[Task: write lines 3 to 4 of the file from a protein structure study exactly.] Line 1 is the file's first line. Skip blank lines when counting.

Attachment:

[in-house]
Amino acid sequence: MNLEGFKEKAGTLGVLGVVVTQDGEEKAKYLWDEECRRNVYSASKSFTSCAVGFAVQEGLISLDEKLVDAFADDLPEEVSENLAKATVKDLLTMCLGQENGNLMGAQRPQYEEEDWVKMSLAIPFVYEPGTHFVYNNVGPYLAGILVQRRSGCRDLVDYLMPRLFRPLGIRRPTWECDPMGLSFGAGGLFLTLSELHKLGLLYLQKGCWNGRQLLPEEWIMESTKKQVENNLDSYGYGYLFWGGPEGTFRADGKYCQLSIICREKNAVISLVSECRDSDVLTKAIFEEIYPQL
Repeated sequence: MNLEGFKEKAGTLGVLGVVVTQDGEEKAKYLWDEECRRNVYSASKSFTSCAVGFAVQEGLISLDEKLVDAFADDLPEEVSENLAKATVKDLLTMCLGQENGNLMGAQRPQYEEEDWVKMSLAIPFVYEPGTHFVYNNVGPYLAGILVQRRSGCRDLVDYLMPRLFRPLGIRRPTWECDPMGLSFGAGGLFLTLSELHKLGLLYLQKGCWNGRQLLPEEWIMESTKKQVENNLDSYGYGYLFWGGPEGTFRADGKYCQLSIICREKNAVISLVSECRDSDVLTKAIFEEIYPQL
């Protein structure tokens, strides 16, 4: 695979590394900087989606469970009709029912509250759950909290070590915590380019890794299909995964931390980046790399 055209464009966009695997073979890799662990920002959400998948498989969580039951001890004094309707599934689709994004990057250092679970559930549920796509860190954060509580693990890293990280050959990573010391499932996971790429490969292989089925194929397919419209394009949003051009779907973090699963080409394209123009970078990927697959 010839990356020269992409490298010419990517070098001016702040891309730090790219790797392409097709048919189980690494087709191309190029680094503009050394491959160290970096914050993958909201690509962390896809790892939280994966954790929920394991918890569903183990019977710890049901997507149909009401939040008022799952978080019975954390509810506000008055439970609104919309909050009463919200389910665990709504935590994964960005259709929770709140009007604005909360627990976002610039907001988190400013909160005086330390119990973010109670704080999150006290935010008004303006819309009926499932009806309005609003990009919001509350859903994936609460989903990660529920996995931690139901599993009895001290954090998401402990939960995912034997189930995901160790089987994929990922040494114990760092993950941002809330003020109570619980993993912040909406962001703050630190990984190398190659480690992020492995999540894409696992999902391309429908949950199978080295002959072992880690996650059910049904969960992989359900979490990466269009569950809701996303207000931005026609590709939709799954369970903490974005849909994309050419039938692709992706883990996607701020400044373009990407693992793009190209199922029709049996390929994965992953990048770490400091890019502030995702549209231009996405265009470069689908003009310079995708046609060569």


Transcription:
Repeated sequence: MNLEGFKEKAGTLGVLGVVVTQDGEEKAKYLWDEECRRNVYSASKSFTSCAVGFAVQEGLISLDEKLVDAFADDLPEEVSENLAKATVKDLLTMCLGQENGNLMGAQRPQYEEEDWVKMSLAIPFVYEPGTHFVYNNVGPYLAGILVQRRSGCRDLVDYLMPRLFRPLGIRRPTWECDPMGLSFGAGGLFLTLSELHKLGLLYLQKGCWNGRQLLPEEWIMESTKKQVENNLDSYGYGYLFWGGPEGTFRADGKYCQLSIICREKNAVISLVSECRDSDVLTKAIFEEIYPQL
């Protein structure tokens, strides 16, 4: 695979590394900087989606469970009709029912509250759950909290070590915590380019890794299909995964931390980046790399 055209464009966009695997073979890799662990920002959400998948498989969580039951001890004094309707599934689709994004990057250092679970559930549920796509860190954060509580693990890293990280050959990573010391499932996971790429490969292989089925194929397919419209394009949003051009779907973090699963080409394209123009970078990927697959 010839990356020269992409490298010419990517070098001016702040891309730090790219790797392409097709048919189980690494087709191309190029680094503009050394491959160290970096914050993958909201690509962390896809790892939280994966954790929920394991918890569903183990019977710890049901997507149909009401939040008022799952978080019975954390509810506000008055439970609104919309909050009463919200389910665990709504935590994964960005259709929770709140009007604005909360627990976002610039907001988190400013909160005086330390119990973010109670704080999150006290935010008004303006819309009926499932009806309005609003990009919001509350859903994936609460989903990660529920996995931690139901599993009895001290954090998401402990939960995912034997189930995901160790089987994929990922040494114990760092993950941002809330003020109570619980993993912040909406962001703050630190990984190398190659480690992020492995999540894409696992999902391309429908949950199978080295002959072992880690996650059910049904969960992989359900979490990466269009569950809701996303207000931005026609590709939709799954369970903490974005849909994309050419039938692709992706883990996607701020400044373009990407693992793009190209199922029709049996390929994965992953990048770490400091890019502030995702549209231009996405265009470069689908003009310079995708046609060569």